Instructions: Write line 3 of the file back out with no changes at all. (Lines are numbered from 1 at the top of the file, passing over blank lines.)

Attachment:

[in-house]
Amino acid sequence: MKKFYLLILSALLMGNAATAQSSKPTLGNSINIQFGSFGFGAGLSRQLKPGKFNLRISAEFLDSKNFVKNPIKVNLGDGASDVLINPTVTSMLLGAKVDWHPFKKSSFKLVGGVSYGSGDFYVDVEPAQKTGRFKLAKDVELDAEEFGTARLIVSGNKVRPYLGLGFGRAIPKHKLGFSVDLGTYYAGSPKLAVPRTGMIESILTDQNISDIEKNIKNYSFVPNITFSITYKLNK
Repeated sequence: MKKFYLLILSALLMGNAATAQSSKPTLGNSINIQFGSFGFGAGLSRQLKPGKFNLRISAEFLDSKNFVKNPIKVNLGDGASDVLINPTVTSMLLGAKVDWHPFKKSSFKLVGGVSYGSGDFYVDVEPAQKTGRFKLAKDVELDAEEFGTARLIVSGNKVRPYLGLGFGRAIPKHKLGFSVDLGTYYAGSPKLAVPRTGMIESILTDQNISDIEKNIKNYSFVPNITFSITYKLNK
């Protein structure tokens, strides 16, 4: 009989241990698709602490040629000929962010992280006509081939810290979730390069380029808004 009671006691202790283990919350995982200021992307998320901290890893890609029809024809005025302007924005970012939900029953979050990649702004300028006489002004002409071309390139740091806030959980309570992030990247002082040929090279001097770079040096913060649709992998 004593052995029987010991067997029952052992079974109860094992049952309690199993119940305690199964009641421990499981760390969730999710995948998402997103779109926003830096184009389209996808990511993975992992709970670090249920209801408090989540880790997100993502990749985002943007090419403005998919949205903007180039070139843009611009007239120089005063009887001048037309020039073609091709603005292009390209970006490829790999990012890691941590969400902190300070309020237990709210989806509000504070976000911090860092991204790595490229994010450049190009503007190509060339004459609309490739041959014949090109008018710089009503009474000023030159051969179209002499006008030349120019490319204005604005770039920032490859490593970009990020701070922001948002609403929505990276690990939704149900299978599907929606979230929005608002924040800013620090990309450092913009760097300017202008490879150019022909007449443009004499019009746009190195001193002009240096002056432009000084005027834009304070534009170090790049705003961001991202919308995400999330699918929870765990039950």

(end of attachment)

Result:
Repeated sequence: MKKFYLLILSALLMGNAATAQSSKPTLGNSINIQFGSFGFGAGLSRQLKPGKFNLRISAEFLDSKNFVKNPIKVNLGDGASDVLINPTVTSMLLGAKVDWHPFKKSSFKLVGGVSYGSGDFYVDVEPAQKTGRFKLAKDVELDAEEFGTARLIVSGNKVRPYLGLGFGRAIPKHKLGFSVDLGTYYAGSPKLAVPRTGMIESILTDQNISDIEKNIKNYSFVPNITFSITYKLNK